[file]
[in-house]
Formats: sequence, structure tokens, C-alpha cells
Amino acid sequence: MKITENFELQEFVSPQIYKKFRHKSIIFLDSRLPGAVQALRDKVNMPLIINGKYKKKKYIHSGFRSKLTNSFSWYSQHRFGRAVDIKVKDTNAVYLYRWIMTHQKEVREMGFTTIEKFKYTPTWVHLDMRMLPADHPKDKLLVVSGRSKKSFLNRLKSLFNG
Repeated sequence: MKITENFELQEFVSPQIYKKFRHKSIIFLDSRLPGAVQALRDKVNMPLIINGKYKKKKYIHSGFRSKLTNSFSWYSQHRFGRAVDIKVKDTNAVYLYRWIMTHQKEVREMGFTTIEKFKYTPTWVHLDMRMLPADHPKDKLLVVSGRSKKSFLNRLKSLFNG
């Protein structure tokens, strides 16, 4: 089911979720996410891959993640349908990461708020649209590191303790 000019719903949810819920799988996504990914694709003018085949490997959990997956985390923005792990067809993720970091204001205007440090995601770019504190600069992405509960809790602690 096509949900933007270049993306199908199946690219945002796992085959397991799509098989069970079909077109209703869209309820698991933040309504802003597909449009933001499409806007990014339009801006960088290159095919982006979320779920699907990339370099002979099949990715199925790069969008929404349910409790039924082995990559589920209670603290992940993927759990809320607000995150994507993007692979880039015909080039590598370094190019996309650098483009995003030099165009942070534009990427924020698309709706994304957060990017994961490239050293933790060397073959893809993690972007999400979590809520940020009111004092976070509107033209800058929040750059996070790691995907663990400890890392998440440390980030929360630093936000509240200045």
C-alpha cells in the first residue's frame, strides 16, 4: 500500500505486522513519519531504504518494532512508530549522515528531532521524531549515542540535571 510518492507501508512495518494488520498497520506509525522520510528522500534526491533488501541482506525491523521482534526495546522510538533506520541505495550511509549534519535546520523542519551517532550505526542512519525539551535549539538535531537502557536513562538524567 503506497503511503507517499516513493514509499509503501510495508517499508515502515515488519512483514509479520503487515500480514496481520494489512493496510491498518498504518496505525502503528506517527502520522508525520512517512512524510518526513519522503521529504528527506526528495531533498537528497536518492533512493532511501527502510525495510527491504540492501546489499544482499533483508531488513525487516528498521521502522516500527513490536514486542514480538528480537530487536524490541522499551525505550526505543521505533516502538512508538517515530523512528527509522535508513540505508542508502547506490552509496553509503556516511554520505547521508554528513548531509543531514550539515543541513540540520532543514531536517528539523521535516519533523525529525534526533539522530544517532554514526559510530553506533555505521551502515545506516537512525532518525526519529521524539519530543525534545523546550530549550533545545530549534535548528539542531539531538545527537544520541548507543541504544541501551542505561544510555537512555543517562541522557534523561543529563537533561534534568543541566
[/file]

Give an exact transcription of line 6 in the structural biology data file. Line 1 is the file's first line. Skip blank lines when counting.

C-alpha cells in the first residue's frame, strides 16, 4: 500500500505486522513519519531504504518494532512508530549522515528531532521524531549515542540535571 510518492507501508512495518494488520498497520506509525522520510528522500534526491533488501541482506525491523521482534526495546522510538533506520541505495550511509549534519535546520523542519551517532550505526542512519525539551535549539538535531537502557536513562538524567 503506497503511503507517499516513493514509499509503501510495508517499508515502515515488519512483514509479520503487515500480514496481520494489512493496510491498518498504518496505525502503528506517527502520522508525520512517512512524510518526513519522503521529504528527506526528495531533498537528497536518492533512493532511501527502510525495510527491504540492501546489499544482499533483508531488513525487516528498521521502522516500527513490536514486542514480538528480537530487536524490541522499551525505550526505543521505533516502538512508538517515530523512528527509522535508513540505508542508502547506490552509496553509503556516511554520505547521508554528513548531509543531514550539515543541513540540520532543514531536517528539523521535516519533523525529525534526533539522530544517532554514526559510530553506533555505521551502515545506516537512525532518525526519529521524539519530543525534545523546550530549550533545545530549534535548528539542531539531538545527537544520541548507543541504544541501551542505561544510555537512555543517562541522557534523561543529563537533561534534568543541566